More bureaucracy won’t solve the obesity problem in America
With fall making its appearance, the holiday eating season (from Halloween candy through New Year’s feasts) is nearly upon us. Some folks may already be bracing themselves for the annual winter padding they put on, and burn off in the spring, when fresher foods and a return to outdoor activity are more accessible.
News from the National Center for Health Statistics may put the brakes on that idea, however, as its research shows nearly 40 percent of U.S. adults are obese, as are 19 percent of youth (ages 2-20). We are not just talking a little overweight here; the report shows an alarmingly high percentage of American adults qualify as obese, with a body mass index higher than 30. The range for normal weight is a BMI of 18.5 to 24.9.
It comes as no surprise that the response to such startling numbers included plenty of calls for new rules and regulations, new taxes on items such as sugary beverages, giving out even more through entitlement programs … you get the idea. Clearly more government is needed, according to those people.
But here is the thing: Data from 1999-2000 to 2015-16 show a 30 percent increase in adult obesity and a 33 percent increase in youth obesity. In other words, during precisely the same time period the government was beginning to get into the business of creating rules and regulations (and White House vegetable gardens) to turn the problem around, it got much worse.
Humans prove on a daily basis they cannot be forced by the government to make decisions that will improve our health and well-being. When stubborn human nature is paired with the kind of laziness that comes with myriad electronic devices claiming our every waking moment, and “convenience” food that saves a few moments in the kitchen while it shaves years off our lives, a new tax on soda does not stand a chance of making a difference.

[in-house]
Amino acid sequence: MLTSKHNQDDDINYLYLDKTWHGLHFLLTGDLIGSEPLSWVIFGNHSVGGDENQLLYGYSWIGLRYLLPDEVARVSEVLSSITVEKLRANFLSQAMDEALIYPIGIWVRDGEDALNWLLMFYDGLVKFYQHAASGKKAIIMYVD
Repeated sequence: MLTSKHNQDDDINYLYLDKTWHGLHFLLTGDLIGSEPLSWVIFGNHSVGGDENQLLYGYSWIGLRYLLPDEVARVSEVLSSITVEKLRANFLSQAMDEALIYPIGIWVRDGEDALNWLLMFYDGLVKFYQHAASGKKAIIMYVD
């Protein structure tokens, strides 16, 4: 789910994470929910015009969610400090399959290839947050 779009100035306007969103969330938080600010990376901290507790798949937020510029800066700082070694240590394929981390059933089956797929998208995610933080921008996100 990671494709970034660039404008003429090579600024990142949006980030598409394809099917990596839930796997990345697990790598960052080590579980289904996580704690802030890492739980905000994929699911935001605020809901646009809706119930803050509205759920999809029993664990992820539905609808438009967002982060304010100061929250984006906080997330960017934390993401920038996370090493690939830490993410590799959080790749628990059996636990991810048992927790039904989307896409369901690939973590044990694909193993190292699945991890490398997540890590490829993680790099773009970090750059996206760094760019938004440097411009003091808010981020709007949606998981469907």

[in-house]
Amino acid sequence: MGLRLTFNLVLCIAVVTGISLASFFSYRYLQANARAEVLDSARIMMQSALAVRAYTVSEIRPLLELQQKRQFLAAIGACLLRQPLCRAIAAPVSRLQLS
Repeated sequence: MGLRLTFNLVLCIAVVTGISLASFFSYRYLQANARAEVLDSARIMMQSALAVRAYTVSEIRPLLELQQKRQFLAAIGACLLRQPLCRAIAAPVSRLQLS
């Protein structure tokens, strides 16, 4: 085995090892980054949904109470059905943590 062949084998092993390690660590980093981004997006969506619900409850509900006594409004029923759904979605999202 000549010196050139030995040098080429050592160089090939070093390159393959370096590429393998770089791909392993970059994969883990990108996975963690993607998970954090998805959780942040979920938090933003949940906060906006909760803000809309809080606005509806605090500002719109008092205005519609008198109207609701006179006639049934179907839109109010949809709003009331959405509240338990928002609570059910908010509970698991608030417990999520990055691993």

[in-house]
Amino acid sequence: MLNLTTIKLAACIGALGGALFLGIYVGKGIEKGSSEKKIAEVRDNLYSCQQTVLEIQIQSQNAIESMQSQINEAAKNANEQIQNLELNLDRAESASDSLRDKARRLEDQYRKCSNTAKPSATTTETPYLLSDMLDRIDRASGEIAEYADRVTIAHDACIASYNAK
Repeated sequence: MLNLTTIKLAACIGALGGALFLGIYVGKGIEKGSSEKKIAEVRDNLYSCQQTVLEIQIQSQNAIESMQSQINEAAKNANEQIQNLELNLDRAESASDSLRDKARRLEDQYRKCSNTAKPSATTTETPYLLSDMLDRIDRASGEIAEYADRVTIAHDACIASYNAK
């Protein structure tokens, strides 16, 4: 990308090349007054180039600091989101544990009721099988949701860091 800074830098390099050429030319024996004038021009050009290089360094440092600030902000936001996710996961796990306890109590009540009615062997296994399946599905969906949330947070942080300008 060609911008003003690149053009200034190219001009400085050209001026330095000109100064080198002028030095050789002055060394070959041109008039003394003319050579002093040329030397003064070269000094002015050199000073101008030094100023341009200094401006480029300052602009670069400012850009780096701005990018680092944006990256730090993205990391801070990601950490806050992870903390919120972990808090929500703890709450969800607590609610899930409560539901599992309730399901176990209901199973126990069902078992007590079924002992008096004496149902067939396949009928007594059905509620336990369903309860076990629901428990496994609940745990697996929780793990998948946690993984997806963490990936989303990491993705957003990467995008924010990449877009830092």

It would make local governments a little money, though, which is, of course, the real goal.
Dr. Ihuoma Eneli, professor of pediatrics at Ohio State University and director of the Center for Healthy Weight and Nutrition at Nationwide Children’s Hospital sounded a note of reason. Families play a huge role in preventing obesity. Eneli suggested avoiding fast food, eating healthy meals together, planning family activities. One could add put down the devices, get off the couch, go outside — make better food choices and move more.
You do not need a government agency to tell you that. It should be common sense. And if the results of 16 years of bureaucratic efforts and data collection are any indication, we could all use a heavy dose of it.